and the social status of the prospective bride.
· Bisayans – Loarca contradicted Plasencia’s accounts. He stated that the dowry
was initially given to the father-in-law, but this reverted back to the couple as soon
as children were born.

Death and burial – Persons with high ranks or those who belonged to the chiefly class
had elaborate ceremonies during vigils for the dead and complex funeral rites during
· The body of the dead was sponged with a concoction from boiled and pounded
leaves and tubers, and was carefully embalmed and wrapped in blankets.
· Ritual criers went around the village to announce the death to the people.
· The poor were buried in ordinary graves dug underneath the house.
· The well-to-do were put inside coffins of hardwood. These coffins were kept in
one of the following places:
1. Upper part of the house with the jewels;
2. Lower part of the house, raised from the ground; or
3. In the ground itself, in an open hole, surrounded with a small railing,
without covering the coffin over with earth.
· Boxes filled with the best clothing of the deceased and food were placed near
the coffins.
Plasencia reported a slightly different practice among the Tagalogs:
· If the deceased had been a warrior, a living slave was tied beneath his body
until in this wretched way he died. For many days, the relatives of the dead man
mourned, sang dirges and praises of his good qualities until they got tired.
· If the dead man was a chief, he was not buried right away. The bereaved
mourned for four days. As soon as the fourth day was over, the body is laid in a boat
which served as the coffin, placed beneath the porch, while a slave watched over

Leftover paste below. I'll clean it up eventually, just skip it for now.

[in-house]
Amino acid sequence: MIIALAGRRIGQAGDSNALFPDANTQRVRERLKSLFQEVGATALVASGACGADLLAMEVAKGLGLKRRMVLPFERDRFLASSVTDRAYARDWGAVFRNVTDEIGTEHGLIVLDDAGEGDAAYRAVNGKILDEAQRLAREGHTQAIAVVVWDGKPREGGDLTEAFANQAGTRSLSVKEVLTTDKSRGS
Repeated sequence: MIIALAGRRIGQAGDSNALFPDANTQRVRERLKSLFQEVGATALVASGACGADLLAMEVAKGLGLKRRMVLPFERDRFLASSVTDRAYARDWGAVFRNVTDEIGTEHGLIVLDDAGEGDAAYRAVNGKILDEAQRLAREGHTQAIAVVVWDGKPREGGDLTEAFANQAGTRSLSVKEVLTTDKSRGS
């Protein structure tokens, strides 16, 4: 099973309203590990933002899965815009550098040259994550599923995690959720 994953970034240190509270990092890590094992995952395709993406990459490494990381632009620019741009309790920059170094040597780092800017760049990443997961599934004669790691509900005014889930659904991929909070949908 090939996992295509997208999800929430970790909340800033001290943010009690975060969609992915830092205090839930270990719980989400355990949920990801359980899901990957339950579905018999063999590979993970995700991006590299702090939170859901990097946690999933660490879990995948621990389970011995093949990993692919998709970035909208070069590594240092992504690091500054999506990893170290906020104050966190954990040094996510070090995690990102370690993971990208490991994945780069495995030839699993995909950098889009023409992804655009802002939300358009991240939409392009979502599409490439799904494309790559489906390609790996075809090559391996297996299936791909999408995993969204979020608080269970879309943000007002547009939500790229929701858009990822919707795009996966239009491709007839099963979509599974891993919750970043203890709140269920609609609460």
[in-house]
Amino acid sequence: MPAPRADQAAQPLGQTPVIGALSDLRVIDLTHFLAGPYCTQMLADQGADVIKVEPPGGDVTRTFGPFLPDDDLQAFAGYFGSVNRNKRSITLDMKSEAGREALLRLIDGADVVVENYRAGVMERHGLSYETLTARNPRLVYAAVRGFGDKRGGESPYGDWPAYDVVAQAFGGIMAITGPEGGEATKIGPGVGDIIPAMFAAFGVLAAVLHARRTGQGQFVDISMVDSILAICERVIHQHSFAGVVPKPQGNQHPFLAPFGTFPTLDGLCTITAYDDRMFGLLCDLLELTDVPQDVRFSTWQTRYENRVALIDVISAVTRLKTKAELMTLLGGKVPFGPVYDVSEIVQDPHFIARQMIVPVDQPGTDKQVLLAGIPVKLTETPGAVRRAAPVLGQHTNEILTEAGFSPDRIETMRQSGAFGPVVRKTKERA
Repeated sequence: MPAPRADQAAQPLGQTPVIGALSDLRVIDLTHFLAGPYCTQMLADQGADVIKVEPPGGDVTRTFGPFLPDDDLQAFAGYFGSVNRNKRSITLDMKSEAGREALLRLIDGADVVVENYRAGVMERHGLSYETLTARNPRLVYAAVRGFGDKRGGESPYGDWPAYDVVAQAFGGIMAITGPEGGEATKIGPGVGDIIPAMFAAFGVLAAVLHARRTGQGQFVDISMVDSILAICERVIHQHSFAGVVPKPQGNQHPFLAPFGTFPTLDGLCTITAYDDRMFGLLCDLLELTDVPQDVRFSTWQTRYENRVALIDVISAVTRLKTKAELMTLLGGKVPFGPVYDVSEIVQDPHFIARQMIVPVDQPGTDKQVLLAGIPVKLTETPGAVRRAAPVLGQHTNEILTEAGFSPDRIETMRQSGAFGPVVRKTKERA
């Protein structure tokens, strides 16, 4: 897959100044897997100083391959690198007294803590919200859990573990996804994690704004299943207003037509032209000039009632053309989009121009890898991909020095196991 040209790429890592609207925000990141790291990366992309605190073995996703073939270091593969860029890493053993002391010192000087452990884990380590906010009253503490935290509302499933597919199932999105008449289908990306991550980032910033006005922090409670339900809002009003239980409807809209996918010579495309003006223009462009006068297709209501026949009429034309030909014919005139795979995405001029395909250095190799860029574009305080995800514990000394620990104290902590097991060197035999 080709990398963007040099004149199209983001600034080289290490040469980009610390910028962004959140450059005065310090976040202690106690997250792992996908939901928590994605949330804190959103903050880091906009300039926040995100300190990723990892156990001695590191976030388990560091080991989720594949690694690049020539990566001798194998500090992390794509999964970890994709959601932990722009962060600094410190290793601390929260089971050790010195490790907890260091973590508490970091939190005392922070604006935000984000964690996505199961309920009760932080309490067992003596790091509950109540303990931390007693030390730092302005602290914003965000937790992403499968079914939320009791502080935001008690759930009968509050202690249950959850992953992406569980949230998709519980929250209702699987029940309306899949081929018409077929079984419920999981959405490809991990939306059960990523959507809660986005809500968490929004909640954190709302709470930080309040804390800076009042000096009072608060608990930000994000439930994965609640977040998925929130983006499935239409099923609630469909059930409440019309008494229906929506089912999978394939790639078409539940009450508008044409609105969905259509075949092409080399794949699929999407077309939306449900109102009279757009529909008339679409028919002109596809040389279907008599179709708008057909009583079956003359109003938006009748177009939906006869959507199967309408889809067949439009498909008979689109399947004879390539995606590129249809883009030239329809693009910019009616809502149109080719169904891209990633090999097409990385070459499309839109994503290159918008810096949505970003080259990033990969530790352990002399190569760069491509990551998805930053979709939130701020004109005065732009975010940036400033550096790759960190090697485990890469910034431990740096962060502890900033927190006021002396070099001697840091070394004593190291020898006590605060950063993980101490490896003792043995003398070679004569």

· If the cause of the person’s death was murder, the mourning taboos were not
lifted until his death was avenged. People wore rattan foot-and-hand rings. They
also cut their hair short. They withdrew into the house of the deceased or that of his
nearest relatives. They covered themselves with old blankets. They lay their faces
down on the floor and remained in this position without talking or eating for three
days. During this time, they only drink. After three days, they eat nothing which has
come contact with fire until they have taken vengeance or observed their customs.
· Mourning among the Tagalogs was symbolized by wearing black and among
the Bisayans, white.
· The Bisayans shaved their heads and eyebrows. Silence was also imposed on
the entire village. Anyone who broke the silence or trespassed tabooed grounds
were speared to death or severely punished.
· Pabaon – done during the interment. Gold rings, chains, bracelets, clothing, and
other goods were buried with the dead.

Inheritance – Loarca provided a detailed account regarding inheritance in central

· If a man died and left 4 children, the property and slaves were divided into 4
equal parts.
· If the man left a bastard child, the child would receive only what his brothers
voluntarily give him.
· If the dead man left no children, all his brothers inherited, having equal shares.
· If he had no brothers, his cousins and all his kinsmen received their shares.
· Adopted children also shared the inheritance with their foster parents. They
inherit double of what was paid for their adoption.